Preliminary Research Shows Racial Disparities in COVID-19 Infections and Deaths


The New Jersey Hospital Association (NJHA) Center for Health Analytics, Research, and Transportation (CHART) reports that social determinants of health play a part in who gets sick and who dies from the virus.

By Katrina Janco | May 31, 2020

COVID-19 Diagnosis Rates by Ethnicity. Credit: NJHA CHART.

While novel coronavirus (COVID-19) has had its heaviest impact on seniors and those with underlying health conditions, early reports from New Jersey health researchers seem to indicate that the virus has also disproportionately affected communities of color.

Researchers at the New Jersey Hospital Association (NJHA) Center for Health Analytics, Research, and Transformation (CHART) studied the demographics of 12,581 patients discharged from hospitals after having been treated for COVID-19 since April 1.

After adjusting for the ages of those patient groups, they discovered that those of Asian ancestry had the highest rates of COVID-19 diagnoses, followed by Hispanic people.

Black New Jerseyans were among those most likely to have died from COVID-19 complications, with black men at significantly higher mortality rates than black women, even though more black women were diagnosed with COVID-19 than their male counterparts.

COVID-19 Mortality Rates by Ethnicity. Credit: NJHA CHART.

These preliminary findings are consistent with broader national trends illustrating racial disparities in COVID-19 infection and mortality rates across America, and can be explained by exploring the social determinants of health in the communities affected.

Defined by the World Health Organization as “the conditions in which people are born, grow, work, live, and age, and the wider set of forces and systems shaping the conditions of daily life,” social determinants of health have been studied by public health experts for decades.

The same communities of color that historically have suffered health concerns at higher rates than white communities are also facing higher risks for contracting COVID-19 and potentially dying from it.

Just a few of those social determinants include: facing more barriers to accessing health care and health insurance, working low-paying-yet-pandemic-essential jobs, or living in housing that doesn’t allow for social distancing. To overcome those disparities, NJHA has pledged to tailor its approach to communities of color in acknowledgment of the challenges they face.

Social Determinants of Health. Credit: Kaiser Family Foundation.

“It really does take a village to keep our communities healthy,” said Sandy Cayo, NJHA vice president of clinical performance and transformation.

“In each community, we need to work with trusted partners to see the vulnerabilities of certain groups and plan the actions we’ll need to keep them safe,” Cayo said.

When NJHA community partners like YMCA raised the issue that people living in transitional housing were at greater risk of contracting the virus, NJHA worked with hotel chains to provide temporary shelters that would allow them to social-distance.

Sandy Cayo, NJHA VP of clinical performance and transformation. Credit: NJHA.

A lack of COVID-19 information for non-native-English speakers has been another risk factor for communities of color.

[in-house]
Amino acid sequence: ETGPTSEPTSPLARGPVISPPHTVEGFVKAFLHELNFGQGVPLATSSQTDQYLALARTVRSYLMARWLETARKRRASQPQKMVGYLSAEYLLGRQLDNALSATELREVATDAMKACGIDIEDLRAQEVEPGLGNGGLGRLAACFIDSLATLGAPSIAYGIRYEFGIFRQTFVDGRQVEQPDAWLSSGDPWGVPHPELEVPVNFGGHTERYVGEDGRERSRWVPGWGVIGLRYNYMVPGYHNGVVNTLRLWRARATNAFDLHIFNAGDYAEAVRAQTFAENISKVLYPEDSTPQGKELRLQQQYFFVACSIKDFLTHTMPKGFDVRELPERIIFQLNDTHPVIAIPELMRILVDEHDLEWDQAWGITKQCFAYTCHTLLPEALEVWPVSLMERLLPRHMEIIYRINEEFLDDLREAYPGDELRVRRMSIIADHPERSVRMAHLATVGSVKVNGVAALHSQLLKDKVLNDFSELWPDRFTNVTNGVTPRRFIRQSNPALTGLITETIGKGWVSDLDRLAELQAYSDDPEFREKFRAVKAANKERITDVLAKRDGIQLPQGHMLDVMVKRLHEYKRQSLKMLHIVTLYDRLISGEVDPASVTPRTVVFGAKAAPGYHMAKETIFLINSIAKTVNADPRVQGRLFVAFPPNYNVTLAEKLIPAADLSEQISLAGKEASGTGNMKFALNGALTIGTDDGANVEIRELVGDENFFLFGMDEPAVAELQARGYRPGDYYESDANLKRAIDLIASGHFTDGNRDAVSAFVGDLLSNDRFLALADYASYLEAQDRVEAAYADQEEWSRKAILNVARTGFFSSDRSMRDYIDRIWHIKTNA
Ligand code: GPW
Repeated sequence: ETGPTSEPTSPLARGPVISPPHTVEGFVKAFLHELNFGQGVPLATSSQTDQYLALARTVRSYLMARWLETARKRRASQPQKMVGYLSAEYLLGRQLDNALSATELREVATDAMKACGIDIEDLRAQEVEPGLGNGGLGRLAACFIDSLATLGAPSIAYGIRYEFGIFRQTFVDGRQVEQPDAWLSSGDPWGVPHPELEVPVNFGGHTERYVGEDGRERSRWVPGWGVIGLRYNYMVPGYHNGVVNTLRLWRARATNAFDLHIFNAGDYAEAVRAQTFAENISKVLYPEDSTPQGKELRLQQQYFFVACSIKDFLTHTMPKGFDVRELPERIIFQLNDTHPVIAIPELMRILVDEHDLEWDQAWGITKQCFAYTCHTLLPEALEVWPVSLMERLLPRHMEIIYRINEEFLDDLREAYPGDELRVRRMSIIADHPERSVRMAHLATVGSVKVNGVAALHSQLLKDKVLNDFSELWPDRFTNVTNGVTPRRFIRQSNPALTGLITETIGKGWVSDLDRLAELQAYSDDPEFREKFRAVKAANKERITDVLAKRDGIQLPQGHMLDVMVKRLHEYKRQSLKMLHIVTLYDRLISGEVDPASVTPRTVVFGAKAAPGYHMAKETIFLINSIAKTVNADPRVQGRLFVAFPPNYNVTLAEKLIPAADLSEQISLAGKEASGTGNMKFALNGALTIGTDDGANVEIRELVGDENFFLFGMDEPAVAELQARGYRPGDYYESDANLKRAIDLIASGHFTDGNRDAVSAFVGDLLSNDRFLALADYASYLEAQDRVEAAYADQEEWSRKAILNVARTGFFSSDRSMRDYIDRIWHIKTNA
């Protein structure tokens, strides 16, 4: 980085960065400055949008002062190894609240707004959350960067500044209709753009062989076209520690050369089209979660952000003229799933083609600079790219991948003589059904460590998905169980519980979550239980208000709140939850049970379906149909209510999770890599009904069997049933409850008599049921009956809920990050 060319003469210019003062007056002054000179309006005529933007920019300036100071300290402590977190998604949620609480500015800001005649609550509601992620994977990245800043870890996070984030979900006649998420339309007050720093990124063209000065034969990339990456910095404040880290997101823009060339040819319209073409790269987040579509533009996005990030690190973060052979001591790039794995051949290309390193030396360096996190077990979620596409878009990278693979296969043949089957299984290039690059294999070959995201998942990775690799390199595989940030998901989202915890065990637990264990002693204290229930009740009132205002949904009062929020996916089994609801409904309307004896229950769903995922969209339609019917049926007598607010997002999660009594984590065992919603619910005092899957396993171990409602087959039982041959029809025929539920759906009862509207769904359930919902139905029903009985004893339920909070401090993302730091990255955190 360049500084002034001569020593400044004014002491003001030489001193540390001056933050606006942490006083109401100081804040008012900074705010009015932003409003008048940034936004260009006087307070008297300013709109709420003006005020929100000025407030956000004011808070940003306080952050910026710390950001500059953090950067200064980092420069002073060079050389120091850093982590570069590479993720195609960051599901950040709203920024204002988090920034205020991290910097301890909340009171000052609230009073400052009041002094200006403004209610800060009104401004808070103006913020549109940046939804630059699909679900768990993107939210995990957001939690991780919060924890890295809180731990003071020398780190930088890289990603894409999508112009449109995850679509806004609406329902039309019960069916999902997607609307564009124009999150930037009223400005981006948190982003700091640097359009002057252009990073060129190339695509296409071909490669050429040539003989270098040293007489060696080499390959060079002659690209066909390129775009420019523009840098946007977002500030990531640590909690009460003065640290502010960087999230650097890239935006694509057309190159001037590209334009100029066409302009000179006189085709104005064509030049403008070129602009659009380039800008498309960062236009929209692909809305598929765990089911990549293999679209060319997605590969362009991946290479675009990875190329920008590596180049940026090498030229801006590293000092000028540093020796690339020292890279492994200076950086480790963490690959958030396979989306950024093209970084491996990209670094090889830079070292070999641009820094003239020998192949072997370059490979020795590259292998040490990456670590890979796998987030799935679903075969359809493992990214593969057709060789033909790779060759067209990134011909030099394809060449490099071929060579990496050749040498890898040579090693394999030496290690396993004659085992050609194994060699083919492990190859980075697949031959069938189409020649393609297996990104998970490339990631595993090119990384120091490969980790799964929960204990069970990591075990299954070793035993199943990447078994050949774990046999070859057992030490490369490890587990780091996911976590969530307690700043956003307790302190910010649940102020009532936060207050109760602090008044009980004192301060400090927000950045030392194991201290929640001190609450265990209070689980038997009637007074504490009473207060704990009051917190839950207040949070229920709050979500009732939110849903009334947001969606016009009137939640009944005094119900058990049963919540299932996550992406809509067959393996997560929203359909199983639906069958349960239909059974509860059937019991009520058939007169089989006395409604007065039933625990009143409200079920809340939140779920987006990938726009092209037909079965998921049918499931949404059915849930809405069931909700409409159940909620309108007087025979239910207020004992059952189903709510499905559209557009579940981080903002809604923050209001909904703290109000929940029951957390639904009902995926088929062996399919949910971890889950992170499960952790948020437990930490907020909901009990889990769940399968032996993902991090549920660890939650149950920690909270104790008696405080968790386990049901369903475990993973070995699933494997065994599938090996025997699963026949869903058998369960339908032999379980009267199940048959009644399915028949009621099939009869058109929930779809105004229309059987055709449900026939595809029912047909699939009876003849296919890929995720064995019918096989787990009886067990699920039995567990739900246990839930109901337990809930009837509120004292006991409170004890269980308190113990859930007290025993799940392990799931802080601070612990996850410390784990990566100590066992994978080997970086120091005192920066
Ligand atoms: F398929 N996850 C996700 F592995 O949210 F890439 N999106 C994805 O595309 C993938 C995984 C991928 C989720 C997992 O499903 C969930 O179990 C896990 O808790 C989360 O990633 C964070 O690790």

As one of the most culturally diverse states in America, New Jersey must provide accurate, widely available public health messages in a variety of languages, especially in a time of emergency, Cayo said.

Work is also being done to ensure accessible resources for the deaf and hard of hearing, as evidenced by the inclusion of American Sign Language translators during state press briefings.

Finally, those disproportionately affected by COVID-19 may need additional help to quarantine safely, and to access mental health and child and family supports, for all of which CHART advocates.

“Even now, as the virus is still revealing itself, we are seeing new areas of concern related to how COVID-19 impacts people based on age, gender, the presence of different chronic conditions, or even factors such as vaping or tobacco use,” Cayo said.

“Most definitely, we are interested in the impact of social determinants like housing, transportation and socioeconomics on COVID-19 outcomes,” she said.

CHART is also working to address implicit bias in medical settings, which has been strongly shown to result in poor health outcomes in communities of color, particularly among black Americans.

“This initial data analysis wasn’t designed to provide that type of information yet, but there will be additional research in the months to come to glean insight and develop actions that can improve our response and our outcomes in future viral outbreaks,” Cayo said.

Last spring, NJHA began its “Patients, Prejudice and Policy” conference series “to help raise awareness and self-reflection about biases in ourselves and in our institutions,” and continues to be area where the association is “pursuing additional learning opportunities,” Cayo said.

“We know we can’t improve the health of the people of New Jersey without recognition and action on the underlying social determinants of health,” she said.

Read our ongoing round-up of COVID-19 coverage here.

Please support NJ Pen with a subscription. Get e-mails, follow us on FacebookTwitter, and Instagram, or try our Direct Dispatch text alerts.


Comments are closed.